by | 19 Sep, 2014

Understanding of the virtue of responsibility

I heard a story about a man we will call Tom, who had a long history of domestic violence. He ended up being convicted by a judge and jury of the murder of his wife. During the trial he maintained that it was her fault, because she had provoked him. Even after 11 years in jail he still maintained that it was her fault not his, because she had made him angry.

Many of us might be shocked at this attitude, in which remorse and personal responsibility seem to be somewhat lacking.

I heard about another man, Max, who spent 12 years in a church. He eventually left for a number of reasons, one of which was that he felt exhausted and used by the church, which had encouraged selfless service as a lifestyle. Very often Max sacrificed his own basic needs in a way that could have been described as martyrdom. He got so carried away with the church that he did not attend to the wellbeing and financial security of himself and his family. After doing this for many years his family situation was not good. Finally the bubble of self-delusion burst, and he was angry. After leaving the church he told everyone who wanted to hear and many who did not, that the church used people and that the whole teaching about doing service was a big con.

Max was unwilling to look at his victim consciousness, and to acknowledge that it was always his decision to become involved in various projects. He went onto another group, where much the same thing happened. In the end he foreswore any kind of group involvement and became quite solitary and bitter.

The principle of giving service to others is as old as spirituality. One cannot separate the two. However like everything else one must keep it in balance. At the end of the day it is important to serve, but we can only do as much service as we can afford to. What that will look like is unique to each person.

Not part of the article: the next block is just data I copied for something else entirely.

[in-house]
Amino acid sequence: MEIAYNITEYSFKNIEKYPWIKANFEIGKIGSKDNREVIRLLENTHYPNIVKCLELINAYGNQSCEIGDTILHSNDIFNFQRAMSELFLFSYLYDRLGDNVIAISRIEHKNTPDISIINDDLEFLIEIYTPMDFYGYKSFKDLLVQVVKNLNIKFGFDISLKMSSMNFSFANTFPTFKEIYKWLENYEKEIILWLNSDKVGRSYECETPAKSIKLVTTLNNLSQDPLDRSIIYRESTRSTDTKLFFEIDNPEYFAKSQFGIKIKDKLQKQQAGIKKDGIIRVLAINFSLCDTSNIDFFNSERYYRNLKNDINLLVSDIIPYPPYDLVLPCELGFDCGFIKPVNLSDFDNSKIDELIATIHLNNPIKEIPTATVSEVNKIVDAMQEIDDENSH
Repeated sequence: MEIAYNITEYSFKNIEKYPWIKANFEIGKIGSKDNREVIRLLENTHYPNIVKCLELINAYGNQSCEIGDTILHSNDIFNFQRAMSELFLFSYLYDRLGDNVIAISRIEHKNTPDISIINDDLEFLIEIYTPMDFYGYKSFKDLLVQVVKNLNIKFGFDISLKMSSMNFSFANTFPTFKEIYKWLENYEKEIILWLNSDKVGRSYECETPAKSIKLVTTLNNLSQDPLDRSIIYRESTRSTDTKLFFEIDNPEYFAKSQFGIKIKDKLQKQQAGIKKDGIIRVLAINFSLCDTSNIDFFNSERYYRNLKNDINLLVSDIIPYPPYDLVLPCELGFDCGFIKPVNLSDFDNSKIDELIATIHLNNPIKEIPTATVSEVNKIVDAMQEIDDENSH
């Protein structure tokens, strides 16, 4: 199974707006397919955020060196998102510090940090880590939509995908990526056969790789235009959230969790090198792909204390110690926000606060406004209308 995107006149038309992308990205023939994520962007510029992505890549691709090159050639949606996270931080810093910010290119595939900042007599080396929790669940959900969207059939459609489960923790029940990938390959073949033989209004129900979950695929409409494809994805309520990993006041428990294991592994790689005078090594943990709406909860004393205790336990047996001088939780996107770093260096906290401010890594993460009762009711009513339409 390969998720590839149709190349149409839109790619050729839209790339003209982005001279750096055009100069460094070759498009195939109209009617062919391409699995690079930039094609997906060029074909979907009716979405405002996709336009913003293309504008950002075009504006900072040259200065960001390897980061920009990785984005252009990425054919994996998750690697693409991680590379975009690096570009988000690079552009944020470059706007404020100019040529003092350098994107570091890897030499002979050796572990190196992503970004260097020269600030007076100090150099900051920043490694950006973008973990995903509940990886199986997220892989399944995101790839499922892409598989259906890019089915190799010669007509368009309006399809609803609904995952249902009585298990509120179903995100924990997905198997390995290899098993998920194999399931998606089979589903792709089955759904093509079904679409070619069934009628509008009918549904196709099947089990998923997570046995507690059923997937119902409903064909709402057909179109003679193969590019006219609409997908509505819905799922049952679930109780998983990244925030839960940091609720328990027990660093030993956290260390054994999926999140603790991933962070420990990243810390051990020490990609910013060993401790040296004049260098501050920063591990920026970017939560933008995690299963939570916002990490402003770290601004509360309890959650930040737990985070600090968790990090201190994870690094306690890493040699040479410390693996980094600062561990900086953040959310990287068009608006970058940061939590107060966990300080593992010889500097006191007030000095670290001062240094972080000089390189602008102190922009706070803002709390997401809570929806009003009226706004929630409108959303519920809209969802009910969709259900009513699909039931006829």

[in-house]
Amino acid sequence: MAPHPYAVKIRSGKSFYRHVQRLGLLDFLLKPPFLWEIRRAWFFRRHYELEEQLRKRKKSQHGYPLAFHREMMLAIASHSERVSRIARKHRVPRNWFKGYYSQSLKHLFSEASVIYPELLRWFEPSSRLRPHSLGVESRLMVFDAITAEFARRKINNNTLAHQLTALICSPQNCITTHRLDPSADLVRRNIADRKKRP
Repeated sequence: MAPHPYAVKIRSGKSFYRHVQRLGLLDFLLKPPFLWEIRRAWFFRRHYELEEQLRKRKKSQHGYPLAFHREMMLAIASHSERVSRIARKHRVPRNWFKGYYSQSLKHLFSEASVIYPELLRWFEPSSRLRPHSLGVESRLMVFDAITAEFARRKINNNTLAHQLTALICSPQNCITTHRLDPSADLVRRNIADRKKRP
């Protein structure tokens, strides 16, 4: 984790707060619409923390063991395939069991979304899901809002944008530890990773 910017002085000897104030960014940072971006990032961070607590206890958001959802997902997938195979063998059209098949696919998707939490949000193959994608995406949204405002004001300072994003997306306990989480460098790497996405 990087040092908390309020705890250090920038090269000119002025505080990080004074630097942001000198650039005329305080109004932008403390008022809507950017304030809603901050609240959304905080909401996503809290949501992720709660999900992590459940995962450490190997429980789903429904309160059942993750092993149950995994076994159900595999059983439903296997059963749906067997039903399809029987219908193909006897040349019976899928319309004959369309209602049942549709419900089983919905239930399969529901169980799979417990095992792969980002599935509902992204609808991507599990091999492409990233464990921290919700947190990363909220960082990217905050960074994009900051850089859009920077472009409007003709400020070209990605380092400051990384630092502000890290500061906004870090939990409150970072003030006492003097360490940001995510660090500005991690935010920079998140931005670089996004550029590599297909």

In the case of Tom, he could not accept his own wrongdoing and projected it onto another, thereby avoiding personal responsibility. In the case of Max, he was doing something good, but did not have a proper sense of responsibility for the rest of his life and lacked good boundaries through which he could practice moderation and non-excessiveness. Thus, he burned out.

Denial of personal responsibility and the blame that accompanies it is quite common. People live in bubbles of delusion that resist being pierced.

Maybe in the long history of our souls, there have been times when we have blamed others for things that in hindsight we know that we co-created.

We cannot change others but we can learn to accept our own errors of judgment and mistakes. We can stop giving our power away. We can moderate our behaviours, and take responsibility for our choices. Hard as it is, this is going to give us a better chance of living in peace than blaming others no matter what provocation we have experienced.

Blessings on your journey and may we all be blessed with proper understanding of the virtue of responsibility.

Shakti Durga

Shakti Durga’s book Empowering Relationships has some powerful and practical tips on how to move out of victim consciousness. If you struggle with this you might also like to attend our Empowering Relationships, Conflict to Connection Seminar.



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